Victoria Landis is a professional writer, editor, and artist. A 16-year member, and former board member, of Mystery Writers of America, she Co-Chaired the SleuthFest Writers Conference from 2015-2018.
She's taught at SleuthFest, the Authors Academy at Murder on the Beach, and the Alvin Sherman Library at Nova Southeastern University.
Find out more on Amazon
Mayra Calvani: Please tell us about JORDAN and what compelled you to write it.
Victoria: It’s the story of a modern-day miracle and how our viral social media world reacts to it. I wanted to write it because social media has turned into a wild west, and the story is so relevant to now.
M.C.: What is your book about?
Victoria: A young woman who went missing for three years reappears in her hometown, and within days, discovers she has the power to heal.
M.C.: What themes do you explore in JORDAN?
Victoria: The primary theme is human nature and how it hasn’t changed in thousands of years.
M.C.: Why do you write?
Victoria: I love it. It makes me happy. If I didn’t still have a day job, I could write all day long and forget to eat. I even love the editing and rewriting.
M.C.: When do you feel the most creative?
Victoria: Creative bursts and inspiration hit me anytime, anywhere. I always have paper and pen with me. I’ve learned that if I think I’ll remember the idea later, I usually don’t.
M.C.: How picky are you with language?
Victoria: In dialogue? As long as the characters remain true to who they are, not at all. In narrative? I tend to like sentence fragments, which drives one of my critique group members crazy (she was an English teacher), but I don’t overdo them.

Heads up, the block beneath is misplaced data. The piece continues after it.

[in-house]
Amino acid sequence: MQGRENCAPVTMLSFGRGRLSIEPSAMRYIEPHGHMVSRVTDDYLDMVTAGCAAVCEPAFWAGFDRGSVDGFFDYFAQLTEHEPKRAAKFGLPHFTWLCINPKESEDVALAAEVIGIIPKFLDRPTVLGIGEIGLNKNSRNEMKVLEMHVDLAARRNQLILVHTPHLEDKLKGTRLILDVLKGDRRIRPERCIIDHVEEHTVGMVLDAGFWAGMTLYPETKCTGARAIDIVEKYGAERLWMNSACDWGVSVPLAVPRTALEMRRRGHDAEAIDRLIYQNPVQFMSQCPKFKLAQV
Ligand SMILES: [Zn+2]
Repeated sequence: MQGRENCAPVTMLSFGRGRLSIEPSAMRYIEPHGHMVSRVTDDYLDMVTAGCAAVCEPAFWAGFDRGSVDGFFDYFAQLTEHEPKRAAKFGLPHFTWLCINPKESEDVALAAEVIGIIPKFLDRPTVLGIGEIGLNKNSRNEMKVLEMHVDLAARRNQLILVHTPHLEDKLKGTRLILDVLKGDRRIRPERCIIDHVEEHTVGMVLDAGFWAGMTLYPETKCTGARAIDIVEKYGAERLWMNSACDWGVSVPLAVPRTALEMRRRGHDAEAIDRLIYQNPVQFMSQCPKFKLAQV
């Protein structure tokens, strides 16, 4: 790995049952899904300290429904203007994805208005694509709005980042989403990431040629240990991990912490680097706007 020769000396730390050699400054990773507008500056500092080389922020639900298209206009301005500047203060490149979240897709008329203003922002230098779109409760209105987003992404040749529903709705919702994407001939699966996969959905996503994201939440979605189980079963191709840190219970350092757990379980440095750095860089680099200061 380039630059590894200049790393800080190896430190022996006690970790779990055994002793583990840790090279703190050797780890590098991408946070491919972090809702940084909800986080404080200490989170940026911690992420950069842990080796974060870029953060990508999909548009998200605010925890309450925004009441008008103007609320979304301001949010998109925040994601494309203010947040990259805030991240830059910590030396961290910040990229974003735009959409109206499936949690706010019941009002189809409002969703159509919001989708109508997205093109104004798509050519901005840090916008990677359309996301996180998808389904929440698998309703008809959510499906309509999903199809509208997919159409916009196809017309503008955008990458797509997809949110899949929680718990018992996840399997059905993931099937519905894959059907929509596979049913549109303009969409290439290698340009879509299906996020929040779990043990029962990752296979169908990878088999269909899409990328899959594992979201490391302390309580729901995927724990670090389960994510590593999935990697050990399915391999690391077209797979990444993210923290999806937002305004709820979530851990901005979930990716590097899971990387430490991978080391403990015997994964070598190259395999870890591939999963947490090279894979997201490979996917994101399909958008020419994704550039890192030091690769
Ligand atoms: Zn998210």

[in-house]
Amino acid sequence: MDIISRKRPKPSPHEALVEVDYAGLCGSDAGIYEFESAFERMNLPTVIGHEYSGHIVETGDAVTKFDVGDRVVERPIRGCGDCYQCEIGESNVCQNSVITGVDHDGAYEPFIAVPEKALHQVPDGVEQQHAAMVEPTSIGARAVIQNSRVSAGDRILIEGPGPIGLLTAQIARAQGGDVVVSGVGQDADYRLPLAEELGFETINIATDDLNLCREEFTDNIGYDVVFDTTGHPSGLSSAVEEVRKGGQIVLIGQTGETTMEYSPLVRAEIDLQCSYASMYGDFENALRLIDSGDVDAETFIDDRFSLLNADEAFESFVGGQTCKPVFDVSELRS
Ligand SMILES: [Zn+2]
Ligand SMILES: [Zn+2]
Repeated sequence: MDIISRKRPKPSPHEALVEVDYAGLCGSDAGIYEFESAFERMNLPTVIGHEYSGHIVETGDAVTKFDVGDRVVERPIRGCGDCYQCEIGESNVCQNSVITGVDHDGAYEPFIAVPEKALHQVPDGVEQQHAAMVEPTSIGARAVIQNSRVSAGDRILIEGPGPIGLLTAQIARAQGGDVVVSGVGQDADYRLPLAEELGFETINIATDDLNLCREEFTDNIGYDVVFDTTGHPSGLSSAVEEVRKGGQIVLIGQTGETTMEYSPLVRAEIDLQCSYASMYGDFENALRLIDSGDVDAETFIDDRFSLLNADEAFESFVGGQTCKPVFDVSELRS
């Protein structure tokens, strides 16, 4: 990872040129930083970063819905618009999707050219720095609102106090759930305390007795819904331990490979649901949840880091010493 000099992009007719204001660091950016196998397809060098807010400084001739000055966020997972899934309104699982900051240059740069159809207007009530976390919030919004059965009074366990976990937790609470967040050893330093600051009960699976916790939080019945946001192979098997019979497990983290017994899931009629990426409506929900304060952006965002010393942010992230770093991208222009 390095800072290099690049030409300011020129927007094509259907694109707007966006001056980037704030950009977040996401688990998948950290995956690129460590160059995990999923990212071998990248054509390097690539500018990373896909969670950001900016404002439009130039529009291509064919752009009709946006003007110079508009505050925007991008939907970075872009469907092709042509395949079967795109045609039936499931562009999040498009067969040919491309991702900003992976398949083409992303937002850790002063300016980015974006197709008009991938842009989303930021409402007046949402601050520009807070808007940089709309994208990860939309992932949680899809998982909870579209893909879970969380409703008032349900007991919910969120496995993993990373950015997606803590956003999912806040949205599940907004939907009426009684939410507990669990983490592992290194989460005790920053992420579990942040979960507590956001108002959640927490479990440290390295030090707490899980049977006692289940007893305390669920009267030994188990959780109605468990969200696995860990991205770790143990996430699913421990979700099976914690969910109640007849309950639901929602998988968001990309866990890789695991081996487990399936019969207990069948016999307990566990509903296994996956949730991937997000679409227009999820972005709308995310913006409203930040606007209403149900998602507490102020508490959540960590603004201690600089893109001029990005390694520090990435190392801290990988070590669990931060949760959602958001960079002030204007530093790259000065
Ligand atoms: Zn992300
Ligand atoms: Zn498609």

M.C.: When you write, do you sometimes feel as though you were being manipulated from afar?
Victoria: No. I suppose the closest I come to that is when I’m writing and a great idea for a character or situation pops in from seemingly nowhere. I’ll change what I had planned to accommodate the pop up.
M.C.: What is your worst time as a writer?
Victoria: When I realize a chapter or scene just didn’t work, and I have to jettison an idea I loved.
M.C.: Your best?
Victoria: When all the seemingly loose ends come together at the end as I hoped they would.
M.C.: Is there anything that would stop you from writing?
Victoria: There have been times where I couldn’t because of personal life circumstances, but I always come back to it.
M.C.: What’s the happiest moment you’ve lived as an author?
Victoria: It’s a tie. The first time a perfect stranger told me they loved my book and couldn’t put it down. And the first time a best-selling author told me they’d read my book and loved it.
M.C.: Is writing an obsession to you?
Victoria: No. I love it, but I don’t think obsession is the right word. I’ve lived too many places, seen too many things, had too many weird things happen to be obsessed with anything. I roll with life, but I always go back to writing.
M.C.: Are the stories you create connected with you in some way?
Victoria: Some are based on people I know/knew, some on situations I lived through. No matter where it comes from, though, it goes through a lot of tweaking and changing before it becomes a part of one of my books.
M.C.: Ray Bradbury once said, “You must stay drunk on writing so reality cannot destroy you.” Thoughts?
Victoria: I think I understand what he meant. I call it the Van Gogh effect—‘This life was never meant for one as beautiful as you’—from Vincent (Starry, Starry Night) by Don McLean. Life here with humans is hard. I believe 85-90% of us are good people. The other 10-15% can really foul it up. If you’re a sensitive person and aware of the world, it’s so disheartening—man’s brutal cruelty to his fellow man is soul-crushing. Burying yourself in your creative work gives the sensitive artist/writer a way to avoid feeling so much pain.
M.C.: Do you have a website or blog where readers can find out more about you and your work?
Victoria: My blog is on my website—one stop shopping. www.VictoriaLandis.com Thank you for having me here!